• FUTAKO TAMAGAWA – The Journey from city to nature

    30 November 2021

    Conran and Partners won a limited competition to become master planners and design architects for Futako Tamagawa, a 13-year mixeduse project which considers an urban quarter running parallel to the banks of the Tama River in the Setagaya district of Tokyo.


    Extending over 20 hectares (nearly 50 acres), and offering some 400,000 square metres of office, leisure, retail and residential floor space, Futako Tamagawa was one of the largest developments in the city in recent years. It is the first masterplan project in the world acquiring LEED Gold certification.

    As both Design Architect and Design Supervisor, the practice prioritised the importance of landscaping and open communal spaces, further enhancing the fresh, open character of the riverside. The emphasis on green space within this process of place-making led to a close collaboration with landscape designers, Landscape Plus, and the broader team of local architects and consultants.

    At the time of construction, the project was Tokyo’s largest single development. Split into two phases the project delivered 260,000 square metres of mixed-use development.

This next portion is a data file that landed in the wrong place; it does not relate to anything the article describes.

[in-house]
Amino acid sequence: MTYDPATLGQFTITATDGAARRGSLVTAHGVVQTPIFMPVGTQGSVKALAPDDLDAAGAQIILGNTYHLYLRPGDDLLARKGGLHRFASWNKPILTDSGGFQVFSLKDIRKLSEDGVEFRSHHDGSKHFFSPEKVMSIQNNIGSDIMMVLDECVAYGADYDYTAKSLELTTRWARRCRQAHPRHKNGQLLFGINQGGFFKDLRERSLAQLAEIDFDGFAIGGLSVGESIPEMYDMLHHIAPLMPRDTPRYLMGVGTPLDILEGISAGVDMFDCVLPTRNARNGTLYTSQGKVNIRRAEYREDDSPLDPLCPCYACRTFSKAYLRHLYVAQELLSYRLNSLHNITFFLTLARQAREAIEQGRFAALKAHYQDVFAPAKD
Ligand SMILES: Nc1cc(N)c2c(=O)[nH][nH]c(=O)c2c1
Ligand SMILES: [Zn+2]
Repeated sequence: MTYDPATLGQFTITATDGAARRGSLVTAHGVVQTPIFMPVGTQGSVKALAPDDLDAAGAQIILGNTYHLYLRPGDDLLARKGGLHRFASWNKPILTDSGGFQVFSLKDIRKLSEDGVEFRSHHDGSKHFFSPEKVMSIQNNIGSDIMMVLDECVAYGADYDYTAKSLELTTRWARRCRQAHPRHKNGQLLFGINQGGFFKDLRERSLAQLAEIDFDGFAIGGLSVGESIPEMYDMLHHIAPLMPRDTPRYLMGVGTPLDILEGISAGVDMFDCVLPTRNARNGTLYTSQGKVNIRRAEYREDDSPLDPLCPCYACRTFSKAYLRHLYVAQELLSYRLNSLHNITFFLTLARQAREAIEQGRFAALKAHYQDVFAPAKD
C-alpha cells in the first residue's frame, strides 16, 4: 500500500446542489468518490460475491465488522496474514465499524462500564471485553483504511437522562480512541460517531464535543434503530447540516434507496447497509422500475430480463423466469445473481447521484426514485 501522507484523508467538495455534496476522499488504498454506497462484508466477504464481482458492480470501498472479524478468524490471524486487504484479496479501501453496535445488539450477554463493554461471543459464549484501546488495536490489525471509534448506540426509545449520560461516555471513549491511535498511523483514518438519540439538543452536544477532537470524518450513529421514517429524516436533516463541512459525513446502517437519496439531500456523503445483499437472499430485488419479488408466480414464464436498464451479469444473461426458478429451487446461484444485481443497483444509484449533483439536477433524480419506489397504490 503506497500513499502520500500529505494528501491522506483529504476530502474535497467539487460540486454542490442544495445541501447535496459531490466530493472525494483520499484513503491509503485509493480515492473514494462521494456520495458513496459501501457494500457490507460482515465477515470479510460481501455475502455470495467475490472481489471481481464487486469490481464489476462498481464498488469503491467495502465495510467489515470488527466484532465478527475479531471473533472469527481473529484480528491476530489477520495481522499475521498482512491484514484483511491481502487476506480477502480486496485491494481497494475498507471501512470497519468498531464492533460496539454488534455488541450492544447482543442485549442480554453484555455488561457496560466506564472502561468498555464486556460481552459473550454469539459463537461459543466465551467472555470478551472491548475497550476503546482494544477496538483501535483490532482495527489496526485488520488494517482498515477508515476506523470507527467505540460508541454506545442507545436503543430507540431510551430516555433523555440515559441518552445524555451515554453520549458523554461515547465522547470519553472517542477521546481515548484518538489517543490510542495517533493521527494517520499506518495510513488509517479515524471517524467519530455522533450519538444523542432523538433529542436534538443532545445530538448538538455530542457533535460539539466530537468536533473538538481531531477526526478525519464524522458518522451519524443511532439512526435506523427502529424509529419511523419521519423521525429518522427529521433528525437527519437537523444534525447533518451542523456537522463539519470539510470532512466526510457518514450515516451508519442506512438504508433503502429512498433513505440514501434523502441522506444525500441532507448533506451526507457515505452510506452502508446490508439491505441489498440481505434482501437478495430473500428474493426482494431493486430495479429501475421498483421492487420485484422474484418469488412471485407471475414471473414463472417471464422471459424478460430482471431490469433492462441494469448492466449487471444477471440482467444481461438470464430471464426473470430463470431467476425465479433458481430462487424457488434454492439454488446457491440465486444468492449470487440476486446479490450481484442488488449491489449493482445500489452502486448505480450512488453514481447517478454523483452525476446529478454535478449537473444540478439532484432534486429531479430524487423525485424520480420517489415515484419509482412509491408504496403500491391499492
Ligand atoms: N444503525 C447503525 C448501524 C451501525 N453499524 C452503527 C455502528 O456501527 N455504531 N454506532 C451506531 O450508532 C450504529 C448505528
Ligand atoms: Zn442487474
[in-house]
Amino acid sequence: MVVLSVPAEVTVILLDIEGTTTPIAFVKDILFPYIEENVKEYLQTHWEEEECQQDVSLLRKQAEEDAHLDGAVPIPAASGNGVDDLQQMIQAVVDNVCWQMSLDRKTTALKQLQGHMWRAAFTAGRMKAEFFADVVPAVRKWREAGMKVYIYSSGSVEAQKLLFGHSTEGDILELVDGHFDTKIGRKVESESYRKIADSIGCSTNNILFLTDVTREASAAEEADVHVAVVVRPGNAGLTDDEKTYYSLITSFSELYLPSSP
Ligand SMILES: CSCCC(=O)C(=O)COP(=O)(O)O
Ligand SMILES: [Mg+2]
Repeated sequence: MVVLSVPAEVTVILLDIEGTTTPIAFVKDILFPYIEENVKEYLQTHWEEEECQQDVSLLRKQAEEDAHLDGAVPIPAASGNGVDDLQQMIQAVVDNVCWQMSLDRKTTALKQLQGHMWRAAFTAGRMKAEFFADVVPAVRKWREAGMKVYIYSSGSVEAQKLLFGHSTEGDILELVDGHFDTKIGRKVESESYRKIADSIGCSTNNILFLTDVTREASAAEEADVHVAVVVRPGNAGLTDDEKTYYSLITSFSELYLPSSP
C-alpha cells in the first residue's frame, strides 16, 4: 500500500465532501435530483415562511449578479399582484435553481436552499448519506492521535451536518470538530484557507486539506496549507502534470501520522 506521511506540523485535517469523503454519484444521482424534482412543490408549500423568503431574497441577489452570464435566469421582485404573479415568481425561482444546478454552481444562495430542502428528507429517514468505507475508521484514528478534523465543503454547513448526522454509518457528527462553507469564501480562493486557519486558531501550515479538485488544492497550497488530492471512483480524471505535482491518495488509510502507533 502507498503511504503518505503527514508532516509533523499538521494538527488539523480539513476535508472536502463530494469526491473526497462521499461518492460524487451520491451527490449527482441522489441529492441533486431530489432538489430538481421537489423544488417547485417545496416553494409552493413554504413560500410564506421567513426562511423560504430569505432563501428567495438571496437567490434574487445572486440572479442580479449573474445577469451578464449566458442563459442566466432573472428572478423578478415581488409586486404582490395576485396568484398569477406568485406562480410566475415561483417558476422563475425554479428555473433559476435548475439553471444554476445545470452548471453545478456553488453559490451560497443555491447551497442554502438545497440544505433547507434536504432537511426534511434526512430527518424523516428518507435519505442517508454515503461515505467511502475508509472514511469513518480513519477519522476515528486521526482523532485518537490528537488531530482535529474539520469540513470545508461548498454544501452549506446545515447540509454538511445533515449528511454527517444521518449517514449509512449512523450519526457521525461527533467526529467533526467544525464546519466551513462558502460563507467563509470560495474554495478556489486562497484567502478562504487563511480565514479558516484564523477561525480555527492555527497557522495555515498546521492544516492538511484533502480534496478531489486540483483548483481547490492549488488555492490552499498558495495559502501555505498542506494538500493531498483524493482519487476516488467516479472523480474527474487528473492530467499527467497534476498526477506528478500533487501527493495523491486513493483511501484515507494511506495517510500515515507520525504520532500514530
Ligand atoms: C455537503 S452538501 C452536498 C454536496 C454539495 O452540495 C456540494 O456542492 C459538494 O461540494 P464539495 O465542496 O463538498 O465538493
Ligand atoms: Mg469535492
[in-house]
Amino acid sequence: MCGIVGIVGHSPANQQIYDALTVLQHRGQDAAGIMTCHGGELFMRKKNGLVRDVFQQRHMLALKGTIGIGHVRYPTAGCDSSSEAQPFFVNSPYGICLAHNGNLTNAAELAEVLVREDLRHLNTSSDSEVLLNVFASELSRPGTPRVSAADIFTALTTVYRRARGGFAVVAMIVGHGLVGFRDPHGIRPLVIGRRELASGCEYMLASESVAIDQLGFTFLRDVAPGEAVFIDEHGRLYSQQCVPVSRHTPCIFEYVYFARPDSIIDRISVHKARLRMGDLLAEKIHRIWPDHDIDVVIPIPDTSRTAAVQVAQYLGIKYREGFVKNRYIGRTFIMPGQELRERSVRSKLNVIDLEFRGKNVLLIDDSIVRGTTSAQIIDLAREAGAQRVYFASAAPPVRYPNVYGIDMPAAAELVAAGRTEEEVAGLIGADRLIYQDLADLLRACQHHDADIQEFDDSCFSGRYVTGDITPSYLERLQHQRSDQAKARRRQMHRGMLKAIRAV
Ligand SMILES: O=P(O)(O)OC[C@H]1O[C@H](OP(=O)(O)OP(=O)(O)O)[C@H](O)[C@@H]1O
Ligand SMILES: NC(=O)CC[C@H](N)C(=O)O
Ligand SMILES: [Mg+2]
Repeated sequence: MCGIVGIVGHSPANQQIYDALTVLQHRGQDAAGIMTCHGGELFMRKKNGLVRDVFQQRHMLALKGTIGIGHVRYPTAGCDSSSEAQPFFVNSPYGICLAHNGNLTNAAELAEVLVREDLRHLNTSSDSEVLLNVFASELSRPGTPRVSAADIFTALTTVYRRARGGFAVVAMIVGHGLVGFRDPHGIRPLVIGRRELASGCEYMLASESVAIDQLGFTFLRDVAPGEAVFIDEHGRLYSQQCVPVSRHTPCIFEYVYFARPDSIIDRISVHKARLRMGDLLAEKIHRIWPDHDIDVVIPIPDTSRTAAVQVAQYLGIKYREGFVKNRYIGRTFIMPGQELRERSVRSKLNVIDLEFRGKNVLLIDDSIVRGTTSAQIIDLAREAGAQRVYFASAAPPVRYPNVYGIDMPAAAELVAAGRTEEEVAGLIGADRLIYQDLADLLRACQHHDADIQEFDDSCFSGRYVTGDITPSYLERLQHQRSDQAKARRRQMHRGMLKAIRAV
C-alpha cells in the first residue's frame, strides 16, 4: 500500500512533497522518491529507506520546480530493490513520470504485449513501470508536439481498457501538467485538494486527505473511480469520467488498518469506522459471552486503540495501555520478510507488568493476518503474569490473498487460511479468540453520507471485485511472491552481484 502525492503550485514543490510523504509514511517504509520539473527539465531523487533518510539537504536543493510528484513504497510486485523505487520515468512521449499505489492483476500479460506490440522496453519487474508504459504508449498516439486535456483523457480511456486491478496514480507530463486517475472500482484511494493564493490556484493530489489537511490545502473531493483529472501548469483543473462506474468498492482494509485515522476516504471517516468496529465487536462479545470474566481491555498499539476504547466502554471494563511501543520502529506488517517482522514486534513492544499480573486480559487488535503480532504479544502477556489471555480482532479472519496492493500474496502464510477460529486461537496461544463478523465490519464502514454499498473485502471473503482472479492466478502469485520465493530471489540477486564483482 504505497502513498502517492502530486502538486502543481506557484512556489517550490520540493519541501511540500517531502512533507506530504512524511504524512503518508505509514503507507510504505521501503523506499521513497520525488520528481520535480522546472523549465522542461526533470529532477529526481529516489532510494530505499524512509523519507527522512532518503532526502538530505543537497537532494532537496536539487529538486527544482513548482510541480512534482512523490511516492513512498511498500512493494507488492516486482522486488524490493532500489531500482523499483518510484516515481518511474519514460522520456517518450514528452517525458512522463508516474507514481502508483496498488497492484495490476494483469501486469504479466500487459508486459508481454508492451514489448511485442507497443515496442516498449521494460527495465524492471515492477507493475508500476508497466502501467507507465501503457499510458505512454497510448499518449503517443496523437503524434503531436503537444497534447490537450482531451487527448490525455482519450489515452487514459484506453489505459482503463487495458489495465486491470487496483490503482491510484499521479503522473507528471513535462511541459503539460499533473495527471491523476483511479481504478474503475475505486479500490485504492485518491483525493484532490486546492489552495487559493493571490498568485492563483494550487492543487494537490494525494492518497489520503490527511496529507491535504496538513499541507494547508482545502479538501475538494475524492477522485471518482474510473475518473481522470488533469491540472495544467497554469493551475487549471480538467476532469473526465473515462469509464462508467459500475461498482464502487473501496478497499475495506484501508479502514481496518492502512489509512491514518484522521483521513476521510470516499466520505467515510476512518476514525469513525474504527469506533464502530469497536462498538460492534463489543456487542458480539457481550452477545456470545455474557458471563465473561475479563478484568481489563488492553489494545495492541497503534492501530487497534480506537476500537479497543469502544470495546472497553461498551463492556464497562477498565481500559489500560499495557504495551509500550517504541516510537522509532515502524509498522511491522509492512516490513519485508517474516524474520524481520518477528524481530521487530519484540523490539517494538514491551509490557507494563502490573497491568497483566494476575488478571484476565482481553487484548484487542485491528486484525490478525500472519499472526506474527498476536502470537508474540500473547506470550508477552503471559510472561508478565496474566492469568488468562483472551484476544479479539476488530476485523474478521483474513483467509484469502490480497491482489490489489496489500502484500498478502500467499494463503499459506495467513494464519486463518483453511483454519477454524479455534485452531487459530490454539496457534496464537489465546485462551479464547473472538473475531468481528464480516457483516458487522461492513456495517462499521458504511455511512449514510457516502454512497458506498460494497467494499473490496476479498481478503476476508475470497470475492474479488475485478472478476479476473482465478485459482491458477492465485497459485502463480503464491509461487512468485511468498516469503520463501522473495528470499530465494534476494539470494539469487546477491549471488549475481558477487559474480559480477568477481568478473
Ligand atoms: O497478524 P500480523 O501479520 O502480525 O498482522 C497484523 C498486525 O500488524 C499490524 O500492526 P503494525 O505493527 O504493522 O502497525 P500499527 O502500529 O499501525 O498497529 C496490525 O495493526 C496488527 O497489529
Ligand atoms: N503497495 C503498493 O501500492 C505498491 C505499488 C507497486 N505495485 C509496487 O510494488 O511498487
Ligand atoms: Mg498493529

In addition to the new landscape and park amenity spaces, the scheme includes two department stores, a retail galleria, a 400,000 square metre office building, three residential towers ranging from 28 to 40 storeys, as well as two low-rise residential buildings providing a total of 1,000 apartments, all connected with the local train station, Futako-Tamagawa Station, located on the north-east bank of the Tama River and served by two arterial lines.

    Conran and Partnars sought to create a green steppingstone of scale, within a dense residential district, that carries visitors through to the River Tama. A generous new green landscape, with retail spaces beneath, provides a muchused amenity for the whole neighbourhood, whilst a circulation ribbon connects the various buildings from the railway station to the west through to new residential towers to the east.

    The design of the buildings, which all settle on a unifying stone plateau, responds to the changing environment on this route. The feel is more solid and vibrant around the railway station, then becomes lighter and finer in detail as it moves to the east, representing the journey from the city to nature. The design concept responds to the essential elements of the site, its location on the very edge of Tokyo. The scheme reflects the site’s important transitionary role at the threshold between city and nature in this popular, family-orientated neighbourhood.


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